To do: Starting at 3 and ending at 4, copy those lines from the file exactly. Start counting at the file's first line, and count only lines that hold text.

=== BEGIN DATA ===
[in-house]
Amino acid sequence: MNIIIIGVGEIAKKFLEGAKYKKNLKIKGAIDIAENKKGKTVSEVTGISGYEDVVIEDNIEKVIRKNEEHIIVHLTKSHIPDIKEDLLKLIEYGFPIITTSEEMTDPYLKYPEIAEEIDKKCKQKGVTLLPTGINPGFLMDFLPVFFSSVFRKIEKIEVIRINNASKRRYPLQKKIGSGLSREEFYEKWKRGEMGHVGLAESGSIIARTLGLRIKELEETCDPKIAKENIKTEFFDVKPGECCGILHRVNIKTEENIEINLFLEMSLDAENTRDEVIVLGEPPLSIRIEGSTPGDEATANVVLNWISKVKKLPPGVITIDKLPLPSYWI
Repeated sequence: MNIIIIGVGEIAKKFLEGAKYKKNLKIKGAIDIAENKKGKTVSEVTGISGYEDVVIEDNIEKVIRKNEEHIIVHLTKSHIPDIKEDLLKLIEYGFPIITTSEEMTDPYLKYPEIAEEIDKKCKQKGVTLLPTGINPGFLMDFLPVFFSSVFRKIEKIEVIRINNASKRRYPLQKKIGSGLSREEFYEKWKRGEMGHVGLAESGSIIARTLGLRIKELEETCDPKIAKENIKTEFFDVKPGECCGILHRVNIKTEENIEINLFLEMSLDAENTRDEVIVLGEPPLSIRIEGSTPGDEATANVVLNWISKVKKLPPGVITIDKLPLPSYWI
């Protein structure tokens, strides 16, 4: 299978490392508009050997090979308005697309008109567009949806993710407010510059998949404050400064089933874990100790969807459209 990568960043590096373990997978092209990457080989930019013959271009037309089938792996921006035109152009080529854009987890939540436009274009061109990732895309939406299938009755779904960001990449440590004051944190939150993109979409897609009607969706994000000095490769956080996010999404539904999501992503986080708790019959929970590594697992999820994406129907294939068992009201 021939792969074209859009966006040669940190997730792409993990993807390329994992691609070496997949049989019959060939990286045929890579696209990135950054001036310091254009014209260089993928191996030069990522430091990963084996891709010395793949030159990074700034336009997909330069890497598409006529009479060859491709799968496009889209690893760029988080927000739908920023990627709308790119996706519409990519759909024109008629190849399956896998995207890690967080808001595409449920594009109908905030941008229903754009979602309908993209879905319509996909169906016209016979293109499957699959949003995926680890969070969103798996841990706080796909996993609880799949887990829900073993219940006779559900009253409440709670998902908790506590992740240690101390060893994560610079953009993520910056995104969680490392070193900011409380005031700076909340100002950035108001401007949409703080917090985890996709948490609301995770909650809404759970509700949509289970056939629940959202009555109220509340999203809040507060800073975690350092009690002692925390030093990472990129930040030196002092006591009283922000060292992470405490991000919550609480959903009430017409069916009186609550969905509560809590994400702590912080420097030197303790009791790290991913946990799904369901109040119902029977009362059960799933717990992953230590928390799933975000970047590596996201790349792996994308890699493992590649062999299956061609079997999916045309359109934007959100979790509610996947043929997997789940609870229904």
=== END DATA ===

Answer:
Repeated sequence: MNIIIIGVGEIAKKFLEGAKYKKNLKIKGAIDIAENKKGKTVSEVTGISGYEDVVIEDNIEKVIRKNEEHIIVHLTKSHIPDIKEDLLKLIEYGFPIITTSEEMTDPYLKYPEIAEEIDKKCKQKGVTLLPTGINPGFLMDFLPVFFSSVFRKIEKIEVIRINNASKRRYPLQKKIGSGLSREEFYEKWKRGEMGHVGLAESGSIIARTLGLRIKELEETCDPKIAKENIKTEFFDVKPGECCGILHRVNIKTEENIEINLFLEMSLDAENTRDEVIVLGEPPLSIRIEGSTPGDEATANVVLNWISKVKKLPPGVITIDKLPLPSYWI
């Protein structure tokens, strides 16, 4: 299978490392508009050997090979308005697309008109567009949806993710407010510059998949404050400064089933874990100790969807459209 990568960043590096373990997978092209990457080989930019013959271009037309089938792996921006035109152009080529854009987890939540436009274009061109990732895309939406299938009755779904960001990449440590004051944190939150993109979409897609009607969706994000000095490769956080996010999404539904999501992503986080708790019959929970590594697992999820994406129907294939068992009201 021939792969074209859009966006040669940190997730792409993990993807390329994992691609070496997949049989019959060939990286045929890579696209990135950054001036310091254009014209260089993928191996030069990522430091990963084996891709010395793949030159990074700034336009997909330069890497598409006529009479060859491709799968496009889209690893760029988080927000739908920023990627709308790119996706519409990519759909024109008629190849399956896998995207890690967080808001595409449920594009109908905030941008229903754009979602309908993209879905319509996909169906016209016979293109499957699959949003995926680890969070969103798996841990706080796909996993609880799949887990829900073993219940006779559900009253409440709670998902908790506590992740240690101390060893994560610079953009993520910056995104969680490392070193900011409380005031700076909340100002950035108001401007949409703080917090985890996709948490609301995770909650809404759970509700949509289970056939629940959202009555109220509340999203809040507060800073975690350092009690002692925390030093990472990129930040030196002092006591009283922000060292992470405490991000919550609480959903009430017409069916009186609550969905509560809590994400702590912080420097030197303790009791790290991913946990799904369901109040119902029977009362059960799933717990992953230590928390799933975000970047590596996201790349792996994308890699493992590649062999299956061609079997999916045309359109934007959100979790509610996947043929997997789940609870229904």